• It seems that the Predictamancers from Erfworld have a disturbing tendency to lean toward this. On one hand, Fate is a literal cosmic force, and whatever the Predictamancers predict will come true, by definition. (Whether the Predictamancers tell the real predictions are a whole other story.) On the other hand, both of the introduced Predictamancers have an annoyingly vague approach to telling their predictions, and give little to no help for anyone featured in their predictions, instead preferring to try and manipulate things from the side.
    • It's implied that this is less because Predictamancers deliberately hold back info than it is because higher-level Predictions themselves are hyperfocused on one specific event that one specific unit will do sometime in the future (e.g. one unit is Predicted to "croak the leader of Haffaton", and both the leader and the method of croaking end up different than expected between prophecy and fulfillment). They're very into You Can't Fight Fate because any attempt to Screw Destiny ends up making any Self-Fulfilling Prophecy turn out the worst. They can also end up extremely disconnected from others because, from Fate's point of view, the vast majority of people and events are of no importance whatsoever.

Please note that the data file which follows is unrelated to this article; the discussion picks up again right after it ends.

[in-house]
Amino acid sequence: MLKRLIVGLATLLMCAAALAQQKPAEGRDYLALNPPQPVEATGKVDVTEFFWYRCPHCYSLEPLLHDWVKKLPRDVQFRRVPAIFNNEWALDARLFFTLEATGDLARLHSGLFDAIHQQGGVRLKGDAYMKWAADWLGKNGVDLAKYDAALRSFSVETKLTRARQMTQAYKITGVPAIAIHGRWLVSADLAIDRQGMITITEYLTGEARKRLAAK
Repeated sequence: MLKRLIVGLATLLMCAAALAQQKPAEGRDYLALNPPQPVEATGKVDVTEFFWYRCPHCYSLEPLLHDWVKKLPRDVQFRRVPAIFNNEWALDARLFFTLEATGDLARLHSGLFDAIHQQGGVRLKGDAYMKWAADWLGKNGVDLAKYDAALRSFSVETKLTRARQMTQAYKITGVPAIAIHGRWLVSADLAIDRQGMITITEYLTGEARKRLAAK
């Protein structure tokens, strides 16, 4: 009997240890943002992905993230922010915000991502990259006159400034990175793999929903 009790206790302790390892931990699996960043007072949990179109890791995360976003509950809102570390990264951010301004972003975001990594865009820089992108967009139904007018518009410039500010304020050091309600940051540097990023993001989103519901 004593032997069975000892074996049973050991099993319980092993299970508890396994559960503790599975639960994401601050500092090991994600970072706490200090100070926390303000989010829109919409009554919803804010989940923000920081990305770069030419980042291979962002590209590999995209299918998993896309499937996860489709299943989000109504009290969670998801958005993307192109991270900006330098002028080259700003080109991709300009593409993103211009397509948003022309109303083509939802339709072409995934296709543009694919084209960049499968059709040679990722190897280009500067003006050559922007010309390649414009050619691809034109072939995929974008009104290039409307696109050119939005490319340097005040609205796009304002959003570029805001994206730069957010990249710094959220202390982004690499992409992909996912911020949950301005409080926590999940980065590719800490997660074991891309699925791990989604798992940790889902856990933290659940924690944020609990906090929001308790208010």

• Felicia, Sorceress of Katara is one of those "heroic" examples who got called out for it. Though she might not know all the details, she still used her own apprentices to draw out the Sons of the Black Flame, and she crushed those cultists surprisingly easily for someone supposedly unprepared for them.
  • Doc Scratch of Homestuck, who actually is just about as close to omniscient as it's possible to get in his universe, certainly sees himself has having this. Subverted because Doc Scratch is genuinely — though very, very affably — evil. His response to being called out on it by Rose is as follows: